Remembering Jack, our bosom buddy
Playing with pets was a fascinating pastime during my early years.
Playing with pets was a fascinating pastime during my early years. My parents moved into their newly acquired house at No. 4, Maiganda Deva Mudaliar Road, Fraser Town, Bengaluru, and from the day one, we were fortunate to be in the company of pet birds and animals.
One portion of the building which was rented out to a tenant was a mini zoo in itself, housing white mice, rabbits, squirrels, aquarium fish and birds of various kind.
Sparrows were common in the old days and were trapped with the aid of cane baskets and housed in cages. Ducks swam in the small pond at the back and fowls roamed the yard. Cats also came visiting for a drink of milk or a feed of fish.
Jack, a much-adored Pomeranian, was the first in a line of canine pets - Rex, Tinku, Don and Raja were the others - that we grew up with. He was offered as a gift to my youngest sibling, N J Chandran by a classmate.
The cute, brown-coloured, tiny ball of fur was a bundle of joy and welcome addition to the clan. We took turns to cuddle him and even allowed him the luxury of sleeping with us under a warm blanket.
Of course, all this was done surreptitiously without our parent's knowledge who would be quick to rap us on the knuckles if they discovered our act. The puppy, however, would sneak away after a while and sleep on the floor.
The kids would also pamper the pup with ice-creams and pastries. Our furry companion would reciprocate our kindness by licking us and wagging his tail.
Jack would also meticulously wake us up in the morning with a gentle nudge of his paws, and if we did not respond, would let out a mild bark.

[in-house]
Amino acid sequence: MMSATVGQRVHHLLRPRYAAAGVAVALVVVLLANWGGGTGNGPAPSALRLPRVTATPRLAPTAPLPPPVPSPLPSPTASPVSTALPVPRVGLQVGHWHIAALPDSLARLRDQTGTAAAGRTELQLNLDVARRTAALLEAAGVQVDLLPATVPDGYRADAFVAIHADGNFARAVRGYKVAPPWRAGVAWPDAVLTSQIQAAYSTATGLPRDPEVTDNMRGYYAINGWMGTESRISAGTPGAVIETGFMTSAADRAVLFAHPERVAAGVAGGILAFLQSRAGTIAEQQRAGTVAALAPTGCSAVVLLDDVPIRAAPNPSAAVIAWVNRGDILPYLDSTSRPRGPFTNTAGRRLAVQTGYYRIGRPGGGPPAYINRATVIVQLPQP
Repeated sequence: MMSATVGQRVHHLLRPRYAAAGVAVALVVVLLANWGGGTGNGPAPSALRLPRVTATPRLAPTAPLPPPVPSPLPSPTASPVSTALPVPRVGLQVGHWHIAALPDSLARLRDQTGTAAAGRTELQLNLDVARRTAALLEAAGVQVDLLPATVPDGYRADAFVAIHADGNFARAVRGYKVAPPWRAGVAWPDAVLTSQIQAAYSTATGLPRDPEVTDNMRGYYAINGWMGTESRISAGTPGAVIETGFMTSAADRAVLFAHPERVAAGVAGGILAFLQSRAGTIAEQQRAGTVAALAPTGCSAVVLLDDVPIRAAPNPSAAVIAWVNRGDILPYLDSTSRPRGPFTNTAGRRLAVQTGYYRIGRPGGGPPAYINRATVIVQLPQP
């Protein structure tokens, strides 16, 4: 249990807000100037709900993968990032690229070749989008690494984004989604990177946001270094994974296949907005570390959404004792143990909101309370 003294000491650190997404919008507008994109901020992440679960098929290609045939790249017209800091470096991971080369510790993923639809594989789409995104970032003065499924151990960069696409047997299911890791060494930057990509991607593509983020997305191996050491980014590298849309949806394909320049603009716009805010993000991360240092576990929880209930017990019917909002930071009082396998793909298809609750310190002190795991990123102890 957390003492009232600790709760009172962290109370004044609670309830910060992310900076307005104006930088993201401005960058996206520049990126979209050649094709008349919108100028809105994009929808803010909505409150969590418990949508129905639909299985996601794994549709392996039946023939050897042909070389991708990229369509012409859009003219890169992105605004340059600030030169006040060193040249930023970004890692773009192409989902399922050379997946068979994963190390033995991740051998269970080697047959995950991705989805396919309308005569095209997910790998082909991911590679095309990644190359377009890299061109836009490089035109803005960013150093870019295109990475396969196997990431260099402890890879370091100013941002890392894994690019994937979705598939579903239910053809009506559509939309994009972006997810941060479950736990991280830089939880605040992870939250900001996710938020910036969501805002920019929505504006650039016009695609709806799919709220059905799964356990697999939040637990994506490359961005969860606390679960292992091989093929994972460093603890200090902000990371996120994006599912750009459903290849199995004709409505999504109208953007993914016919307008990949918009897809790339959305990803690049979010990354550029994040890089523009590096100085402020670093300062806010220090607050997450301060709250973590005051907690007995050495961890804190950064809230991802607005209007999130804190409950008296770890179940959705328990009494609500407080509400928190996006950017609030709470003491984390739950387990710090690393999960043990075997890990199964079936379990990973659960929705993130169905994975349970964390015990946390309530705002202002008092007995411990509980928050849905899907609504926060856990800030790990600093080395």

Jack soon grew into a handsome adult and our bond grew stronger. He would see us off at the gate when we left for work in the morning or wag his tail merrily when we got back home later in the evening. It was his way of showing that he adored us.
For his puny frame, he was extremely fierce and would pick on dogs many times his own size when taken out for a walk. When he was on guard, no stranger dared to enter into our compound. We felt safe and secure when he was around.
In later years, he would amuse us by going into a spin with the intention of grabbing his tail. He loved to play 'fetch' and would run away in the direction of the ball thrown by us and bring and place the rubber orb at our feet.
He also enjoyed chasing away simian visitors who raided our orchard. Best of all, he would escort my better half till the bus stop and return home. In a nutshell, his presence was therapeutic.
It is often said that "whom the Gods love, die young" and this was the case with our best friend. Just close to seven years on this planet, death cruelly snatched him away from us in the summer of 1991.
He suddenly developed a liver complication and was admitted to a private veterinary hospital. The day before I went to check on his progress, he looked a pale shadow of himself and nudged me as if to suggest "take me home".
He probably loathed the doctors and injections but more importantly wanted to be with us during those final moments. I repent for not bringing him home because the next day he was gone.
His death proved to be a tear-jerker and was undoubtedly one of the saddest moments in my life. Jack was finally laid to rest in our family garden.